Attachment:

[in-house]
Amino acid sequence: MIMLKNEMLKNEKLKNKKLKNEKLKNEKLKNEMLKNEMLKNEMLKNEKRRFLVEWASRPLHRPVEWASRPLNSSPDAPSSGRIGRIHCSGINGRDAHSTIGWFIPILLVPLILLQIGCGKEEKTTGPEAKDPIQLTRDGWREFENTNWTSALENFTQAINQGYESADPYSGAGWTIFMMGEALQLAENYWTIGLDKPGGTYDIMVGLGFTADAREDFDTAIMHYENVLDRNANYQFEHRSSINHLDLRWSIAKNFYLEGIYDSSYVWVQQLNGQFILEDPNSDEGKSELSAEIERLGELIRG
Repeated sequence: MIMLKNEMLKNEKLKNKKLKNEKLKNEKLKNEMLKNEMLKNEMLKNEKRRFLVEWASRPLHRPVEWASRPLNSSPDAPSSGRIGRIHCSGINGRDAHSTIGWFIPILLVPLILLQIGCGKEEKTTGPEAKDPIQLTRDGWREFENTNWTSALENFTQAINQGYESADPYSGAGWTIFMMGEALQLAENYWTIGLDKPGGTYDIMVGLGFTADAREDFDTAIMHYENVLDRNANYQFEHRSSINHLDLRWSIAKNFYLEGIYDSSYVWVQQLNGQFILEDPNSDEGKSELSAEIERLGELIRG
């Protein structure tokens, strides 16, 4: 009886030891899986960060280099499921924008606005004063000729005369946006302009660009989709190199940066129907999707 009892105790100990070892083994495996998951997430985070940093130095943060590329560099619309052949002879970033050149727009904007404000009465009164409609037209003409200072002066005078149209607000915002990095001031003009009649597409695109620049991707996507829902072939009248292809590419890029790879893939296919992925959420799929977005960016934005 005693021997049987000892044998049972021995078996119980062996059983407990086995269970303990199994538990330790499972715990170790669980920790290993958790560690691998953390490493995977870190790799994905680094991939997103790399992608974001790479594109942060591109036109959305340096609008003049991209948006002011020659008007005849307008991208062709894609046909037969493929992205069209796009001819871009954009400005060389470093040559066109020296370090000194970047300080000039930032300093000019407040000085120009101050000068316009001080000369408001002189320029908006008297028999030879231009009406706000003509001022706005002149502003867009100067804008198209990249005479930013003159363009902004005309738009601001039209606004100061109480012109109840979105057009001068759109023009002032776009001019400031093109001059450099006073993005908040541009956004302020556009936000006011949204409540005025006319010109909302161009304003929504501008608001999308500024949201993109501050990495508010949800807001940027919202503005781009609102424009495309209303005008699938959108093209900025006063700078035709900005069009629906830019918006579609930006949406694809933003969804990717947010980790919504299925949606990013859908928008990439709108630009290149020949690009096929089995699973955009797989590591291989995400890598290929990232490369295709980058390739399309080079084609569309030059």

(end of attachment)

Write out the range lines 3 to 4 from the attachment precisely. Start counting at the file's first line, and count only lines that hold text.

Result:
Repeated sequence: MIMLKNEMLKNEKLKNKKLKNEKLKNEKLKNEMLKNEMLKNEMLKNEKRRFLVEWASRPLHRPVEWASRPLNSSPDAPSSGRIGRIHCSGINGRDAHSTIGWFIPILLVPLILLQIGCGKEEKTTGPEAKDPIQLTRDGWREFENTNWTSALENFTQAINQGYESADPYSGAGWTIFMMGEALQLAENYWTIGLDKPGGTYDIMVGLGFTADAREDFDTAIMHYENVLDRNANYQFEHRSSINHLDLRWSIAKNFYLEGIYDSSYVWVQQLNGQFILEDPNSDEGKSELSAEIERLGELIRG
């Protein structure tokens, strides 16, 4: 009886030891899986960060280099499921924008606005004063000729005369946006302009660009989709190199940066129907999707 009892105790100990070892083994495996998951997430985070940093130095943060590329560099619309052949002879970033050149727009904007404000009465009164409609037209003409200072002066005078149209607000915002990095001031003009009649597409695109620049991707996507829902072939009248292809590419890029790879893939296919992925959420799929977005960016934005 005693021997049987000892044998049972021995078996119980062996059983407990086995269970303990199994538990330790499972715990170790669980920790290993958790560690691998953390490493995977870190790799994905680094991939997103790399992608974001790479594109942060591109036109959305340096609008003049991209948006002011020659008007005849307008991208062709894609046909037969493929992205069209796009001819871009954009400005060389470093040559066109020296370090000194970047300080000039930032300093000019407040000085120009101050000068316009001080000369408001002189320029908006008297028999030879231009009406706000003509001022706005002149502003867009100067804008198209990249005479930013003159363009902004005309738009601001039209606004100061109480012109109840979105057009001068759109023009002032776009001019400031093109001059450099006073993005908040541009956004302020556009936000006011949204409540005025006319010109909302161009304003929504501008608001999308500024949201993109501050990495508010949800807001940027919202503005781009609102424009495309209303005008699938959108093209900025006063700078035709900005069009629906830019918006579609930006949406694809933003969804990717947010980790919504299925949606990013859908928008990439709108630009290149020949690009096929089995699973955009797989590591291989995400890598290929990232490369295709980058390739399309080079084609569309030059």